In addition to fees for accessing the List, businesses will incur additional internal costs associated with record keeping, call tracking, and employee training.

To ensure compliance, there are penalties of up to $15,000 per day for each day of non-compliance.

The Do Not Call List is expected to be up and running by mid-2007. However, the CRTC is expected to initiate a public proceeding shortly to seek input from Canadian businesses and consumers on the details of the administration and operation of the List and on compliance issues. Businesses that rely on telephone communications with their customers or potential customers would be wise to review the effects that the new law will have on their business and make their views known to the CRTC.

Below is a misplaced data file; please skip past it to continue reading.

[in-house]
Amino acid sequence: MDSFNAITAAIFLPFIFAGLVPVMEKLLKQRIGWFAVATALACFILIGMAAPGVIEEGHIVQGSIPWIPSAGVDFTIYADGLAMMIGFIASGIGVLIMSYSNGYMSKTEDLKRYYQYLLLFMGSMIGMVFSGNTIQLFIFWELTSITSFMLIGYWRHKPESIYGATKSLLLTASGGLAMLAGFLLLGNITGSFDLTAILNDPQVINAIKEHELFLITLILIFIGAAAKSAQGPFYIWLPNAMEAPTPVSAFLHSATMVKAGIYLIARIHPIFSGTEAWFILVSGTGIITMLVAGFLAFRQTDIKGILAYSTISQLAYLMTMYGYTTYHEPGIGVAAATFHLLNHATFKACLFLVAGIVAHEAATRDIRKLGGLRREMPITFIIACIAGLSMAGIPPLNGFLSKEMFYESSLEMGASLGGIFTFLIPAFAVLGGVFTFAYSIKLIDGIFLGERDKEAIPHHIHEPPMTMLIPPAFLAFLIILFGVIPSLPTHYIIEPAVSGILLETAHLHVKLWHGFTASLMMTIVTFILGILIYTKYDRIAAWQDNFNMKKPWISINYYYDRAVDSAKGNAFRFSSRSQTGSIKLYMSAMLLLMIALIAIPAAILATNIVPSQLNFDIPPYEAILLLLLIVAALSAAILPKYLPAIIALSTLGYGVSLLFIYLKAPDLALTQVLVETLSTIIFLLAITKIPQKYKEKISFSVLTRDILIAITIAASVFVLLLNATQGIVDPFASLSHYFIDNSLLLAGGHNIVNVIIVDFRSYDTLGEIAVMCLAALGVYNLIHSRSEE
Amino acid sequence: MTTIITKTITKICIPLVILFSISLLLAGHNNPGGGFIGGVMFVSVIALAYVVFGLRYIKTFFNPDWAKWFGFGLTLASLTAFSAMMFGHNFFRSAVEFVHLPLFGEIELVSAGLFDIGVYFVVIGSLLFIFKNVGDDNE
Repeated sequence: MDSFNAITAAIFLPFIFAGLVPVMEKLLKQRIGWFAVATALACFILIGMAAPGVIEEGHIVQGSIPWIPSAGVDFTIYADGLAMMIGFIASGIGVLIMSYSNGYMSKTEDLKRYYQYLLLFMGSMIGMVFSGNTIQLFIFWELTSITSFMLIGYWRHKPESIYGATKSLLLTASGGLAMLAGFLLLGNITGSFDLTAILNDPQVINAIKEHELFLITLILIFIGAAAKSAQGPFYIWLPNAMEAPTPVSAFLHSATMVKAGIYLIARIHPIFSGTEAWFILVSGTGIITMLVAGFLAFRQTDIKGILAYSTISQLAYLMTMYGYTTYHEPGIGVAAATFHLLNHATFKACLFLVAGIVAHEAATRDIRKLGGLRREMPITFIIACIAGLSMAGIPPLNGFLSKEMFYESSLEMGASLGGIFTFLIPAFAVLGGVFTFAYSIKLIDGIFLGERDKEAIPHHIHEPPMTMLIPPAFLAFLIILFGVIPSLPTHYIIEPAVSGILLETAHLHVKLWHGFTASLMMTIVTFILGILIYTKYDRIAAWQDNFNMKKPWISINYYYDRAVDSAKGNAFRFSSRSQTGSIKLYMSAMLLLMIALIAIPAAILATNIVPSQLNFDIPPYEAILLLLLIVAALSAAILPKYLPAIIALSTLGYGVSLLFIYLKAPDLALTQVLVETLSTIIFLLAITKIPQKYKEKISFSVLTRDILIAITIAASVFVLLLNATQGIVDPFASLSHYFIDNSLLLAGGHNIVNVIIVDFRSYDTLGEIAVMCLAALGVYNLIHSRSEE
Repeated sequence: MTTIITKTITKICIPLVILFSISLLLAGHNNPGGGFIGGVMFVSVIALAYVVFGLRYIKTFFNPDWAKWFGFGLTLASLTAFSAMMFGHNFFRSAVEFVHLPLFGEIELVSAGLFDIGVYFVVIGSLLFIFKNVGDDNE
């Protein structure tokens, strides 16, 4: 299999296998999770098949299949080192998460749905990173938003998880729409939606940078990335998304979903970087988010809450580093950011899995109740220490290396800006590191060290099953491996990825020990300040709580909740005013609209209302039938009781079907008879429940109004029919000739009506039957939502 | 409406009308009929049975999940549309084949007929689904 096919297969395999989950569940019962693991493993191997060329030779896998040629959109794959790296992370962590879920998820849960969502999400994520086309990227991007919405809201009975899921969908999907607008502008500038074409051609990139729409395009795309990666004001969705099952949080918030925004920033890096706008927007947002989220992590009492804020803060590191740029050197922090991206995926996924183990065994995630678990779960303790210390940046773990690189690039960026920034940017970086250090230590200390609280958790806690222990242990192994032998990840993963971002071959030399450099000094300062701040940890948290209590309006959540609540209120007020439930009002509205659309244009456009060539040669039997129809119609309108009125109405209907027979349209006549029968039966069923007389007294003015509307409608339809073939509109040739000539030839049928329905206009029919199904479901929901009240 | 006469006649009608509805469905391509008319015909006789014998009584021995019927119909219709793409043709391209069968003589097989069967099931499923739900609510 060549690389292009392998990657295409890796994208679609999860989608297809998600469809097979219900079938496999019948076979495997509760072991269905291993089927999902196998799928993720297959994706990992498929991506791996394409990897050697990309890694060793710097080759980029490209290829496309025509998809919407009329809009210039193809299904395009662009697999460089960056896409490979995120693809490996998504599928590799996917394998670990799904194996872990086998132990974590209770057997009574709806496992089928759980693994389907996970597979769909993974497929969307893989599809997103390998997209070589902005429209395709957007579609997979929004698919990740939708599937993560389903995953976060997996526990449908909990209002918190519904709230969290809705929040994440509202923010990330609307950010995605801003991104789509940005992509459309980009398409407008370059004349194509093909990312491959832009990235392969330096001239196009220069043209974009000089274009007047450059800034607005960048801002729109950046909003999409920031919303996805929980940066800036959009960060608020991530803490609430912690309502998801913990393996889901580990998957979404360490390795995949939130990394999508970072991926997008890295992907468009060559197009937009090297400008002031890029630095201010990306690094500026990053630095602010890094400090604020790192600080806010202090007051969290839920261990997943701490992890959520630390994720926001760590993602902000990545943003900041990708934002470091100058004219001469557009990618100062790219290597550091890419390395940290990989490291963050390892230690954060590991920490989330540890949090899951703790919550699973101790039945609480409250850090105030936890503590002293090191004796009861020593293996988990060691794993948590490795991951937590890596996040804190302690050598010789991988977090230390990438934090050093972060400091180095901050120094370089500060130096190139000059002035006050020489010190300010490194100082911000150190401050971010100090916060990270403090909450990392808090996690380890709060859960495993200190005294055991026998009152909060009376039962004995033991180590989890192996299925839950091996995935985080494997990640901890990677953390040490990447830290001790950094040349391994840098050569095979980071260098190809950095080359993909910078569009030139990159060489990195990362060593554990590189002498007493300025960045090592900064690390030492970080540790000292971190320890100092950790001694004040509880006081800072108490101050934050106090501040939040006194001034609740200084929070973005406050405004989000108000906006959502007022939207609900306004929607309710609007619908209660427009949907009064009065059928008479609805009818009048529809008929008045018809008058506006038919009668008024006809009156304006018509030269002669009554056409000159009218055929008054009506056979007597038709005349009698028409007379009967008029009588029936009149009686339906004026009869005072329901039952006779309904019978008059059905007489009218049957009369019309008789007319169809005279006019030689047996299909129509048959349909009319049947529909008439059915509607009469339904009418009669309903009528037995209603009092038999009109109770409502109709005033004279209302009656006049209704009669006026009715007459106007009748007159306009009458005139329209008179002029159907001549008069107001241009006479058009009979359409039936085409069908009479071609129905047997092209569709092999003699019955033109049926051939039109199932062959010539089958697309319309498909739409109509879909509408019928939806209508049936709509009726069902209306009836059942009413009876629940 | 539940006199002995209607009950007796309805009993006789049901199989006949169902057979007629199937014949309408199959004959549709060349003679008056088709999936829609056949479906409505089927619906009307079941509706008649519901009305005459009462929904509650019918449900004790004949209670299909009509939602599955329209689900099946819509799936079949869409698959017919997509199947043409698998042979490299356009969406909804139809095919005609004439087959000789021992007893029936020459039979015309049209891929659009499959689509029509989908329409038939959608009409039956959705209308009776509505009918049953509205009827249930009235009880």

Kelly Moffat is a partner in Osler’s Business Law Department and Co-Chair of the Franchise, Distribution & Marketing Specialty Group. Phil Rogers is a partner in the Business Law Group of Osler's Ottawa office practising telecommunications, broadcasting, regulatory, Internet and privacy law. Andraya Frith is a senior associate in the firm's Business Law Department and is a member of the Franchise & Distribution Specialty Group and the Intellectual Property Department. Patricia Brady is an associate lawyer in the Corporate (Regulatory) Group in Ottawa, and a member of the firm's Communications Law Practice Group.

The content of this article is intended to provide a general guide to the subject matter. Specialist advice should be sought about your specific circumstances.